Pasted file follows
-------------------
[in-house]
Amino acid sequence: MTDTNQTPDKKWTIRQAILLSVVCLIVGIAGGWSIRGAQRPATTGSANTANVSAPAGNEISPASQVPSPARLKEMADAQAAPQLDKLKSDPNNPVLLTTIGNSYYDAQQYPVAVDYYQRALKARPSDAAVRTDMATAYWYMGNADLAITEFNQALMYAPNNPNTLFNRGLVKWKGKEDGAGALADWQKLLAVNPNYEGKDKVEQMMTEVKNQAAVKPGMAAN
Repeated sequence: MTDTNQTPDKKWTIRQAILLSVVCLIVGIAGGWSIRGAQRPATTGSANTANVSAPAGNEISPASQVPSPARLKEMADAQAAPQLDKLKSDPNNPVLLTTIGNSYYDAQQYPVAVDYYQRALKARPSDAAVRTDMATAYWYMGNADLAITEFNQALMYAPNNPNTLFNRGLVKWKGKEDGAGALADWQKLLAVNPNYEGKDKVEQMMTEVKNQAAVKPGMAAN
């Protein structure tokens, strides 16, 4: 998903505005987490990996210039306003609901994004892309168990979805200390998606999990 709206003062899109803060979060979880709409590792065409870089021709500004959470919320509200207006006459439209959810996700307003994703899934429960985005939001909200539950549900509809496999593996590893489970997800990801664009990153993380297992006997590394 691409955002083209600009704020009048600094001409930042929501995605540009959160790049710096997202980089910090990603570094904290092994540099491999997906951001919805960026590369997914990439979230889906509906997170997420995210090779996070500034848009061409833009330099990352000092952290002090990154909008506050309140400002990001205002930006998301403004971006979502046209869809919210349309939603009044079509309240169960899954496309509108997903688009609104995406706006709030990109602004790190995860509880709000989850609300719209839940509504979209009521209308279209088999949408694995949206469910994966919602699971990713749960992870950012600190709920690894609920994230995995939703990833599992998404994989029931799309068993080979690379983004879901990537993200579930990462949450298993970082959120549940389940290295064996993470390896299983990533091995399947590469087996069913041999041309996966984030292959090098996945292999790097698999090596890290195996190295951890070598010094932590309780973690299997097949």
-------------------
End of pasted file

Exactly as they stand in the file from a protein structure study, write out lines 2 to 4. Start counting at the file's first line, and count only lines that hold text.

Amino acid sequence: MTDTNQTPDKKWTIRQAILLSVVCLIVGIAGGWSIRGAQRPATTGSANTANVSAPAGNEISPASQVPSPARLKEMADAQAAPQLDKLKSDPNNPVLLTTIGNSYYDAQQYPVAVDYYQRALKARPSDAAVRTDMATAYWYMGNADLAITEFNQALMYAPNNPNTLFNRGLVKWKGKEDGAGALADWQKLLAVNPNYEGKDKVEQMMTEVKNQAAVKPGMAAN
Repeated sequence: MTDTNQTPDKKWTIRQAILLSVVCLIVGIAGGWSIRGAQRPATTGSANTANVSAPAGNEISPASQVPSPARLKEMADAQAAPQLDKLKSDPNNPVLLTTIGNSYYDAQQYPVAVDYYQRALKARPSDAAVRTDMATAYWYMGNADLAITEFNQALMYAPNNPNTLFNRGLVKWKGKEDGAGALADWQKLLAVNPNYEGKDKVEQMMTEVKNQAAVKPGMAAN
């Protein structure tokens, strides 16, 4: 998903505005987490990996210039306003609901994004892309168990979805200390998606999990 709206003062899109803060979060979880709409590792065409870089021709500004959470919320509200207006006459439209959810996700307003994703899934429960985005939001909200539950549900509809496999593996590893489970997800990801664009990153993380297992006997590394 691409955002083209600009704020009048600094001409930042929501995605540009959160790049710096997202980089910090990603570094904290092994540099491999997906951001919805960026590369997914990439979230889906509906997170997420995210090779996070500034848009061409833009330099990352000092952290002090990154909008506050309140400002990001205002930006998301403004971006979502046209869809919210349309939603009044079509309240169960899954496309509108997903688009609104995406706006709030990109602004790190995860509880709000989850609300719209839940509504979209009521209308279209088999949408694995949206469910994966919602699971990713749960992870950012600190709920690894609920994230995995939703990833599992998404994989029931799309068993080979690379983004879901990537993200579930990462949450298993970082959120549940389940290295064996993470390896299983990533091995399947590469087996069913041999041309996966984030292959090098996945292999790097698999090596890290195996190295951890070598010094932590309780973690299997097949």